The Linus Pauling Institute says, “Vitamin A and retinoic acid play a central role in the development and differentiation of white blood cells, such as lymphocytes, which play critical roles in the immune response (1).”
Unlike omnivores, vegans do not have a direct, dietary source of vitamin A, but rather get it indirectly via carotenoids (mainly beta-carotene). Beta-carotene is fat-soluble. It seems theoretically, possible then, that a low intake of carotenoids or fat could contribute to lower vitamin A status and white blood cell count (WBC).
This is purely hypothetical; to my knowledge vitamin A levels have not been measured in vegans and other signs of low vitamin A status have not been a noted problem. Anecdotally, I had been eating plenty of beta-carotene and fat at the last measurement of my WBC which showed them to be below normal.
Paul Appleby, of EPIC, passed on a study to me of a clinical trial using a “Daniel Fast” from the University of Memphis (2). In this trial, mostly healthy and some vegetarian subjects (13 men, 30 women; 20-62 years old) went on a Daniel Fast for 21 days, eating no processed or packaged food and only plant foods (as much as they wanted). Their WBC went from an average of 5.7 to 5.0 (2). 5.0 is within the normal range, but on the lower end (normal being about 3.5 to 12.5 billion per liter).
The authors of the Daniel Fast study say, “It has been suggested that ingestion of food additives and preservatives can increase white blood cell count by triggering an immune response due to a sensing of invading pathogens from the food stuff; however, we are unaware of any scientific reports that confirm this hypothesis.” I should point out that lots of things have been suggested, but it doesn’t seem impossible that vegans generally eat less food additives and preservatives and this could be contributing to low WBC.
The authors did an analysis which showed that the improvements in these parameters did not occur in only the unhealthier subjects, but rather across the board. They say, “It is interesting to note that even those subjects who were vegetarian prior to starting the fast experienced dramatic reductions in total and LDL-[cholesterol], in addition to improvements in other markers. Clearly, the exclusion of meat from the diet (as is the case for vegetarians) is not the only dietary factor involved in raising circulating cholesterol and other risk factors for cardiovascular and metabolic disease.”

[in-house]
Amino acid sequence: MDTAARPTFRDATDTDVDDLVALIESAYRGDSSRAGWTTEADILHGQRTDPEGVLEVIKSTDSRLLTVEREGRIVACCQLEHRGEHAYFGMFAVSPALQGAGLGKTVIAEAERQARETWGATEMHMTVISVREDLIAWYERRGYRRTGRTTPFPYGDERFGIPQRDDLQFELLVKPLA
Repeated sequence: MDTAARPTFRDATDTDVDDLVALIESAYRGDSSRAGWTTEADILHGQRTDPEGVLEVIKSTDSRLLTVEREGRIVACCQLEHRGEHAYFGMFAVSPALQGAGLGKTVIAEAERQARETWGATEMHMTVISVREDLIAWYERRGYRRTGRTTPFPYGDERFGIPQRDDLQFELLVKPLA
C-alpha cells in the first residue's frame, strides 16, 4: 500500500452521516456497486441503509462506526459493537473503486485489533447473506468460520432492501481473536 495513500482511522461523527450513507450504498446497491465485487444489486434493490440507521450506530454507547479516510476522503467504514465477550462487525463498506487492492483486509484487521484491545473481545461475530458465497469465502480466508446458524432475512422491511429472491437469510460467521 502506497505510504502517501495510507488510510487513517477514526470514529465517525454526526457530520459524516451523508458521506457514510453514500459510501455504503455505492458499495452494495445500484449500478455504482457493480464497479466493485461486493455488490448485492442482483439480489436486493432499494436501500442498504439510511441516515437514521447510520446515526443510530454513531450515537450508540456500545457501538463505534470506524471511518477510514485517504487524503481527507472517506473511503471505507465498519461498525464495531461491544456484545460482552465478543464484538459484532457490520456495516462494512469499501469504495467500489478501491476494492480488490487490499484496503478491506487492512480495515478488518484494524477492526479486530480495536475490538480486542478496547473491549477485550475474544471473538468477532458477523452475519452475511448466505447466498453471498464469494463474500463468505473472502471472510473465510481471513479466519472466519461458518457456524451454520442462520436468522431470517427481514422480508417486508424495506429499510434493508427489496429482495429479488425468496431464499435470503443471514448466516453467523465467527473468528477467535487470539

It should be noted that this trial had no control group and was not randomized in any way.
I found this interesting because even though the subjects didn’t lose much weight (the weight change wasn’t even statistically significant), their blood pressure and cholesterol levels went down substantially in only 3 weeks. That’s impressive. But does it mean that it is the diet that everyone should be on all the time, indefinitely?
1. Linus Pauling Institute. Micronutrient Information Center. Vitamin A. Accessed 5/20/13 | link
2. Bloomer RJ, Kabir MM, Canale RE, Trepanowski JF, Marshall KE, Farney TM, Hammond KG. Effect of a 21 day Daniel Fast on metabolic and cardiovascular disease risk factors in men and women. Lipids Health Dis. 2010 Sep 3;9:94. | link
“You might be interested to know that since I started following the recommendations in Vegan for Life my depression has all but cleared up (I think mainly as a result of taking 1,000 IU of vitamin D each day as well as a small DHA/EPA supplement). I’ve had depression since I was a child and I can’t tell you how nice it is not to feel miserable all the time. Depression runs in both sides of my family. The fact we live in [city omitted] where it rains nine months of the year doesn’t help matters. So while I still take antidepressants, the change in diet has been a huge boost.”
An apparently healthy, active, vegan, middle-aged woman contacted me recently saying that she has a low white blood cell count. Her white blood cells were 2.8 billion per liter, while normal is about 3.5 to 10.5 (1), although this can vary depending on the laboratory.
White blood cells are needed to fight foreign invaders, including bacteria, viruses, and cancerous cells. During infections, they typically increase in number. A concise explanation of the various white blood cells, along with some interesting pictures, can be found on this Wikipedia page. One type of white blood cells, eosinophils, can increase during allergic reactions (link), though from what I could find, not enough to significantly effect the total white blood cell count.
Knowing that I also usually have a low white blood cell count (that my doctors have never been very worried about), I got out my old lab reports and here is the history (reference range in parentheses):
I went vegan in 1988, so the initial, higher number in 1999 was not because I had recently been eating animal products.
The reader who wrote me included a March 2006 article from the Vegetarian Society of Hawaii’s Quarterly Newsletter by William Harris, MD, “Low” WBC counts in vegans (PDF). In the article, Dr. Harris explains that his white blood cell count has been as low as 3.0. He says that Agatha Thrash, MD and Michael Klaper, MD told him that they see many vegans with low white blood cell counts. And if you poke around online, you will find that many vegans have low white blood cells.
Dr. Harris also points out a small amount of research on the topic and I’m afraid there hasn’t been much since then.
The main paper we have to go on is Hadded et al., 1999 (2), which I’ve cited many times for the vitamin B12 and homocysteine information. They also measured white blood cells and found vegans to have an average of 5.0 compared to omnivores who had a count of 5.8 (the difference was statistically significant). As you can see, the vegans’ average white blood cell count of 5.0 falls into the normal range. After considering other immune-related parameters, the authors concluded, “It is not possible to determine from these findings whether the immune status of vegans is compromised or enhanced compared with other groups.”